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A before-after prospective surveillance study to assess the impact of a multidimensional infection control approach for the reduction of catheter-associated urinary tract infection (CAUTI) rates.
Pediatric intensive care units (PICUs) of hospital members of the International Nosocomial Infection Control Consortium (INICC) from 10 cities of the following 6 developing countries: Colombia, El Salvador, India, Mexico, Philippines, and Turkey.
We performed a prospective active surveillance to determine rates of CAUTI among 3,877 patients hospitalized in 10 PICUs for a total of 27,345 bed-days. The study was divided into a baseline period (phase 1) and an intervention period (phase 2). In phase 1, surveillance was performed without the implementation of the multidimensional approach. In phase 2, we implemented a multidimensional infection control approach that included outcome surveillance, process surveillance, feedback on CAUTI rates, feedback on performance, education, and a bundle of preventive measures. The rates of CAUTI obtained in phase 1 were compared with the rates obtained in phase 2, after interventions were implemented.
During the study period, we recorded 8,513 urinary catheter (UC) days, including 1,513 UC-days in phase 1 and 7,000 UC-days in phase 2. In phase 1, the CAUTI rate was 5.9 cases per 1,000 UC-days, and in phase 2, after implementing the multidimensional infection control approach for CAUTI prevention, the rate of CAUTI decreased to 2.6 cases per 1,000 UC-days (relative risk, 0.43 [95% confidence interval, 0.21–1.0]), indicating a rate reduction of 57%.
Our findings demonstrated that implementing a multidimensional infection control approach is associated with a significant reduction in the CAUTI rate of PICUs in developing countries.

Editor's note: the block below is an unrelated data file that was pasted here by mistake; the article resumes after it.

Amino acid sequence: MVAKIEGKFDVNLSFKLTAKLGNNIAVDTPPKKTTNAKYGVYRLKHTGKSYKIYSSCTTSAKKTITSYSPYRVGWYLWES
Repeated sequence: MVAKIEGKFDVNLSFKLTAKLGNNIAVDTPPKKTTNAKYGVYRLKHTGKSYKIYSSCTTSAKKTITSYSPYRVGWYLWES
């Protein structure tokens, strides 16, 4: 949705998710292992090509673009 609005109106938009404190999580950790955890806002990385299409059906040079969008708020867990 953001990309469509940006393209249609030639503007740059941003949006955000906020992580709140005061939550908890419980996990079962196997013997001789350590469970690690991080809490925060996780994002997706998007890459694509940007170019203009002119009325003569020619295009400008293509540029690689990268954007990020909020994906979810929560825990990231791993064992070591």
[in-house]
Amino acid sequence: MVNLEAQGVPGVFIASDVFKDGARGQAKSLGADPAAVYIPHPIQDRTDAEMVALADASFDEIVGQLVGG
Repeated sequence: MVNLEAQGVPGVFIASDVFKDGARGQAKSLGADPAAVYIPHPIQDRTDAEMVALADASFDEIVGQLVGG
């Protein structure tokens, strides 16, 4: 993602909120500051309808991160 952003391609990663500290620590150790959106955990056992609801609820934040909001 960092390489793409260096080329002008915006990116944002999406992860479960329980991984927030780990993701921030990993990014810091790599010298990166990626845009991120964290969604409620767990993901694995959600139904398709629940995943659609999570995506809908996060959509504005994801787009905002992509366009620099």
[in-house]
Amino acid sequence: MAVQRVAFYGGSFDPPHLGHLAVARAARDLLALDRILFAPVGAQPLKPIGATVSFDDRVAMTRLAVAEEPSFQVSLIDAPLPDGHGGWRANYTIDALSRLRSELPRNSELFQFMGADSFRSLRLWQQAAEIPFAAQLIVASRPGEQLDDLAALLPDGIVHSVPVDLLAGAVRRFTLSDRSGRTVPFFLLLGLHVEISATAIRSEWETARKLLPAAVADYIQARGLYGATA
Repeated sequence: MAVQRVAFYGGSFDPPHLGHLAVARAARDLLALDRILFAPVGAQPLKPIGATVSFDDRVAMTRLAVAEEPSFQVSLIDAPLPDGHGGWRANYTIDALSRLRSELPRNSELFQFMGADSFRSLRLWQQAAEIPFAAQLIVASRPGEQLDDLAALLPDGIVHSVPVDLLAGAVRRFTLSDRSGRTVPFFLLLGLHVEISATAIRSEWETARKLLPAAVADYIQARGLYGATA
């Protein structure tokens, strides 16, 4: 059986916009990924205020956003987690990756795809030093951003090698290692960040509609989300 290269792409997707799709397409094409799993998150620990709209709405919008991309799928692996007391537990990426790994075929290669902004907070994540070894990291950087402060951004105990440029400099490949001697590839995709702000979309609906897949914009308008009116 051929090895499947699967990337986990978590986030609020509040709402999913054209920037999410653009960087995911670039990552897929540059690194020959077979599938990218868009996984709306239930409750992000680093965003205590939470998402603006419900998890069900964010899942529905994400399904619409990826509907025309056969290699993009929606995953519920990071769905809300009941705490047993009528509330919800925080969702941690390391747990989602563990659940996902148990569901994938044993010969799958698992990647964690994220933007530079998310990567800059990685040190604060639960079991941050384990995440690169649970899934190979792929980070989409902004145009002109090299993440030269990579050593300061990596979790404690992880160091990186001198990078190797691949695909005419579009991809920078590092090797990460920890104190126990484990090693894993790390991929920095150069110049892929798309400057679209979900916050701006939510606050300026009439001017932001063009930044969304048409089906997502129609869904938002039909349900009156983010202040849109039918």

To describe the incidence of device-associated nosocomial infections in medical-surgical intensive care units (MS ICUs) in a university hospital in Turkey and compare it with National Nosocomial Infections Surveillance (NNIS) system rates.
Prospective surveillance study during a period of 27 months. Device utilization ratios and device-associated infection rates were calculated using US Centers for Disease Control and Prevention and NNIS definitions.
Two separate MS ICUs at Akdeniz University Hospital, Antalya, Turkey.
All patients were included who presented with no signs and symptoms of infection within the first 48 hours after admission.
Data on 1,985 patients with a total of 16,892 patient-days were analyzed. The mean overall infection rate per 100 patients was 29.1 infections, and the mean infection rate per 1,000 patient-days was 34.2 infections. The rate of ventilator-associated pneumonia was 20.76 infections per 1,000 ventilator-days, the rate of catheter-associated urinary tract infection was 13.63 infections per 1,000 urinary catheter–days, and the rate of catheter-associated bloodstream infection was 9.69 infections per 1,000 central line–days. The most frequently isolated pathogens were Pseudomonas species among patients with ventilator-associated pneumonias (35.8% of cases), Candida species among patients with catheter-associated urinary tract infections (37.1% of cases), and coagulase-negative staphylococci among patients with catheter-associated bloodstream infections (20.0% of cases).
We found both higher device-associated infection rates and higher device utilization ratios in our MS ICUs than those reported by the NNIS system. To reduce the rate of infection, implementation of infection control practices and comprehensive education are required, and an appropriate nationwide nosocomial infection and control system is needed in Turkey.
The hands of healthcare workers often transmit pathogens causing nosocomial infections. This study examined compliance with handwashing and glove use.
A university-affiliated hospital.
Compliance was observed covertly. Healthcare workers' demographics, hand hygiene facilities, indications for hand hygiene, compliance with handwashing and glove use in each procedure, and duration of handwashing were recorded.
Nine nurses and 33 assistant physicians were monitored during the study. One researcher recorded 1,400 potential opportunities for handwashing during 15-minute observation periods. The mean duration of handwashing was 10 + 2 seconds. Most healthcare workers (99.3%) used liquid soap during handwashing, but 79.8% did not dry their hands. For all indications, compliance with handwashing was 31.9% and compliance with glove use was 58.8%. Compliance with handwashing varied inversely with both the number of indications for hand hygiene and the number of patient beds in the hospital room. Compliance with handwashing was better in dirty high-risk situations.
Compliance with handwashing was low, suggesting the need for new motivational strategies such as supplying feedback regarding compliance rates.